Dawn and her mother, Chris
Dawn and her mother, Chris

Choosing an Alternate Path

Dawn’s mom, Chris, joined her daughter for her initial appointments at UT Southwestern. Although Chris was, at the time, a patient at MD Anderson Cancer Center in Houston, she decided to move her care to UTSW and, in fact, had her first appointment here the same week as Dawn’s surgery.

“The knowledge base surrounding the genetic testing available at UT Southwestern made the difference in that decision,” says Chris, 60. “The comfort level that knowledge brought about was just extremely important to me - both for my daughter’s sake and my own. I don’t even live in Dallas, but I felt that I would be getting the utmost of care by people who speciffcally knew about PALB2. It’s something relatively new, and clearly not everyone is really up on the science involved – or maybe it’s just that UT Southwestern doctors are way up on the science of it.”

Although initially Chris felt, like her daughter, “99 percent certain” that she would choose to have a mastectomy, she later felt, after talking to doctors at both MD Anderson and UT Southwestern, that choosing to undergo enhanced surveillance – with alternating mammograms and MRI exams conducted every six months – was the best option for her.

Laying Out the Options

According to Linda Robinson, M.S., UT Southwestern’s Assistant Director of Clinical Cancer Genetics, both Chris’ and Dawn’s treatment decisions, while very different, make sense for them as individuals.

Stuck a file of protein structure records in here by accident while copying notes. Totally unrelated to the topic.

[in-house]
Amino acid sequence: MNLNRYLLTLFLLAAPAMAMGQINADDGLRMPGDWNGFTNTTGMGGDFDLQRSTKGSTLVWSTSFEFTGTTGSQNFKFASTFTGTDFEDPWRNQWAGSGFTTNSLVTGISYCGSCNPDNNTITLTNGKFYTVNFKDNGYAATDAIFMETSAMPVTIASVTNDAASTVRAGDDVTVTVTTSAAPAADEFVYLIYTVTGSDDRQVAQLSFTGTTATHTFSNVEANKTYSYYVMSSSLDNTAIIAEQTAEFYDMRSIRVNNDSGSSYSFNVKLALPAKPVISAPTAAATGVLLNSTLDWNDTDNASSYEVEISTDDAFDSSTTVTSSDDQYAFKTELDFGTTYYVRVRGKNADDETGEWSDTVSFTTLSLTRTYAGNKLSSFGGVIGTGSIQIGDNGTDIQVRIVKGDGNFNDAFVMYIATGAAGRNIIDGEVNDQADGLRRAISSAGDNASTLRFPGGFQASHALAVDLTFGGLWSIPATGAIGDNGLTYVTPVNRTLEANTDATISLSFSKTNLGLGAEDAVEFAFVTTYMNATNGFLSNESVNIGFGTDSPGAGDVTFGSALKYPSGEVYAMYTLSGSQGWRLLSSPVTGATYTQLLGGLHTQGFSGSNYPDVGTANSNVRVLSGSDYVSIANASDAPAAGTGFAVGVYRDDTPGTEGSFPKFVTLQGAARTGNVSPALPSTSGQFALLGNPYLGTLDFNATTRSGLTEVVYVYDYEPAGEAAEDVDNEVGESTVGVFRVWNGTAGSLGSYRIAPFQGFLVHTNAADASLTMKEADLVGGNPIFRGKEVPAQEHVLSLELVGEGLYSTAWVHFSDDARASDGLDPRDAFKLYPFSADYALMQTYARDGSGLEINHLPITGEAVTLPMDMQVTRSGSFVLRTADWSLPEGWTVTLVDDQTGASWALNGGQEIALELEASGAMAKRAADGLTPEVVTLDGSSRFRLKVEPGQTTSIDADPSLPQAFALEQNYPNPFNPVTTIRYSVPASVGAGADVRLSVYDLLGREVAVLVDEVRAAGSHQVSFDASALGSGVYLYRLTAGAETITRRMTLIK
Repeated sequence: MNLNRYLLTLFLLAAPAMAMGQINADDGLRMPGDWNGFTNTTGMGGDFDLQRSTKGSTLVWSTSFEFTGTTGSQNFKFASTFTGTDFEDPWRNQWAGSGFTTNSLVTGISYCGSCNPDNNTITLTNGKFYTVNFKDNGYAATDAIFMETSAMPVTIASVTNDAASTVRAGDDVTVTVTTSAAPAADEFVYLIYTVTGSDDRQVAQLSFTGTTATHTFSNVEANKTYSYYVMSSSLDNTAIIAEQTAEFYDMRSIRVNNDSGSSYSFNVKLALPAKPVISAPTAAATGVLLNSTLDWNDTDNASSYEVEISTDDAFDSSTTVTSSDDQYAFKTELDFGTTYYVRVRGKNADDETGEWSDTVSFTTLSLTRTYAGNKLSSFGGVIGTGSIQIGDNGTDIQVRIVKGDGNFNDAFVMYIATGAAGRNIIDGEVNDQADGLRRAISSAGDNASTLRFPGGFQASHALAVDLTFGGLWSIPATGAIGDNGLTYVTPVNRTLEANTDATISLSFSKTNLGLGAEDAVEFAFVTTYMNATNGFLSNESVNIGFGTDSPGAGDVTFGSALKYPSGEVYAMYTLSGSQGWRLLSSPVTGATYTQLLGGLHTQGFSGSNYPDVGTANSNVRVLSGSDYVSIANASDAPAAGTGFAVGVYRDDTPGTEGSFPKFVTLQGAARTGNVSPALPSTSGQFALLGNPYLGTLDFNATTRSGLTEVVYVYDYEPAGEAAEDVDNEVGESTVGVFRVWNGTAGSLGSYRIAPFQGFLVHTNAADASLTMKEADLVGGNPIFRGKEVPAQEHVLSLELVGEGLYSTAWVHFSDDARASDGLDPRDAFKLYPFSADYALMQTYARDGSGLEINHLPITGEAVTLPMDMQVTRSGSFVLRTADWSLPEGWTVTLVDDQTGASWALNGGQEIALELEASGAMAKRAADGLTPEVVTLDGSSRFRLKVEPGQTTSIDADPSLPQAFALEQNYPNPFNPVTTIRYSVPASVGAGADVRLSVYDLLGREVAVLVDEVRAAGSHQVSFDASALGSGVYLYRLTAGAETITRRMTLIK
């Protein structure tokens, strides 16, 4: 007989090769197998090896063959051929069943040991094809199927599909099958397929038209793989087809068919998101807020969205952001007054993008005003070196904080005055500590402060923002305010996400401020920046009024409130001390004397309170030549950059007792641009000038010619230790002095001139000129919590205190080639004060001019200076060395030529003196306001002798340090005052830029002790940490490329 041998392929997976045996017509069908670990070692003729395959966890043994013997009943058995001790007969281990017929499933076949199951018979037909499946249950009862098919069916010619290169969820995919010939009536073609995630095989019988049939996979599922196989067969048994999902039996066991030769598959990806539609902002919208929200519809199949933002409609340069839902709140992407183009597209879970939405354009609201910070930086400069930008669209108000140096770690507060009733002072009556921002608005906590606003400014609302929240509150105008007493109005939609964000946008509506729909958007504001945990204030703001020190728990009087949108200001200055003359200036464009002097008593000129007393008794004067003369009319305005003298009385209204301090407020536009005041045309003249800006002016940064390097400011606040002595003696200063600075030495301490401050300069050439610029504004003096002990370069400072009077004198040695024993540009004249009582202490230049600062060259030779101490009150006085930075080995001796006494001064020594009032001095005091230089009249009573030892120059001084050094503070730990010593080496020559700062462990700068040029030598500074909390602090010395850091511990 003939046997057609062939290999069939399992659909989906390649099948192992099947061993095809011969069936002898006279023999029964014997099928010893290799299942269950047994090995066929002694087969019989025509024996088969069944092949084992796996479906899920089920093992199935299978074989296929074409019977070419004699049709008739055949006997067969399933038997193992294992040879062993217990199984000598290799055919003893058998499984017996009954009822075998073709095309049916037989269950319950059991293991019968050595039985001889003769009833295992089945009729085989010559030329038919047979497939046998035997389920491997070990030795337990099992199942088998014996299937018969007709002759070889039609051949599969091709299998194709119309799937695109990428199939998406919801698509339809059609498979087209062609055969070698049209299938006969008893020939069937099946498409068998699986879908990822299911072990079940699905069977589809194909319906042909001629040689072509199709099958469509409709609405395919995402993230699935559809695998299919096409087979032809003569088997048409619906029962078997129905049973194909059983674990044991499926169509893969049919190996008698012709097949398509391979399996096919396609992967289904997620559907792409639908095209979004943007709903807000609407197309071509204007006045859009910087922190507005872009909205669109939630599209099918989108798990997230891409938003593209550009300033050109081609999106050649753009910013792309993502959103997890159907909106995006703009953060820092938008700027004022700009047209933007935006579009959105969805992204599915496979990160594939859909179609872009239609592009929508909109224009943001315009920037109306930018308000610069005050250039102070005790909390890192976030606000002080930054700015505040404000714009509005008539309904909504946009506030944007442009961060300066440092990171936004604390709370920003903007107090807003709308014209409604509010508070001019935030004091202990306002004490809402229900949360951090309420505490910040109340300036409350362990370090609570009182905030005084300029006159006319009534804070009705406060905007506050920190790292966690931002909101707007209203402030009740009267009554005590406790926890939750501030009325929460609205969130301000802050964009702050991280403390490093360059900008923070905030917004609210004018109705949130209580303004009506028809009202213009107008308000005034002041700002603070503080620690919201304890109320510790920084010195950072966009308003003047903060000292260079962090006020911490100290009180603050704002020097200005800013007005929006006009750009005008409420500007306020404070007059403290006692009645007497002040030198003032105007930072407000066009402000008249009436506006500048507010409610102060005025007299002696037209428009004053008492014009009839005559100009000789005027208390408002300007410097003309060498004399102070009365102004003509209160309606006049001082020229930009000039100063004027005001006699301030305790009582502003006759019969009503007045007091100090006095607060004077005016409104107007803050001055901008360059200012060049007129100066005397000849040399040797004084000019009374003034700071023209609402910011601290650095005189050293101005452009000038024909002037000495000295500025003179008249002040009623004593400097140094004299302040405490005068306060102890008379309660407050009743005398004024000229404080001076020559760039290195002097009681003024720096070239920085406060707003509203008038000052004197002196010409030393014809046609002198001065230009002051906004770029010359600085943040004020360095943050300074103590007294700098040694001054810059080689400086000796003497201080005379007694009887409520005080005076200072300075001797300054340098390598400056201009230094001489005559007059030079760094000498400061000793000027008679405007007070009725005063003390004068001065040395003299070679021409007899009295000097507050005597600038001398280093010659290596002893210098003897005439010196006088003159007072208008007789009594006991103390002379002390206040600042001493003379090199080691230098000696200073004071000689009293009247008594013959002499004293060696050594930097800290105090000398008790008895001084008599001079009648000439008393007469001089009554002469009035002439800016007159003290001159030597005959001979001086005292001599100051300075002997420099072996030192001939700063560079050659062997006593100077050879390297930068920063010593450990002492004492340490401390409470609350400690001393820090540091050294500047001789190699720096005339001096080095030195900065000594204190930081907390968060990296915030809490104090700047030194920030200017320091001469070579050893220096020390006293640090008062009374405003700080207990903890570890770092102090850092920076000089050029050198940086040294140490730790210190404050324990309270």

“The decision to have a mastectomy is very personal, and we never tell somebody that it’s the only way,” she says. “We lay out the options, first encouraging a healthy lifestyle, then talking about enhanced surveillance, then talking about chemo prevention, and then coming to the final option, the mastectomy. We always say that a well-informed patient can’t make a bad decision.”

Ms. Robinson notes that, in general, with inherited genetic syndromes, once a patient reaches age 60, her risk is actually starting to decline because she has shown she has some other gene that is opposing the abnormal gene. Thus, because she has out-lived much of the risk, Chris’ decision  for enhanced surveillance is right for her.

As for Dawn, “Some patients just know, once they find out they’re facing such a  high risk, that they want to proactively manage the situation,” Ms. Robinson says. “They want to put it behind them and move on with life. And that’s exactly what Dawn is doing.”

Who's At Risk?

Inherited breast cancer accounts for only 5 to 7 percent of all breast cancer. The risk for the inherited form is higher when you or a family member have: 

  • Breast cancer diagnosed at an unusually young age
  • Multiple relatives on the same side of the family with breast cancer
  • Breast or ovarian cancer in a family with Ashkenazi Jewish ancestry (Eastern or Central European descent)
  • A combination of breast and ovarian cancers or rare cancers like sarcomas, pancreatic cancer, or male breast cancer in the family
  • An immediate relative with multiple kinds of cancer

For More Information

If you are concerned about your risk for hereditary breast cancer, call 214-645-2563 to schedule an appointment with a UT Southwestern board-certified genetic counselor. You can also learn more by visiting the Cancer Genetics area of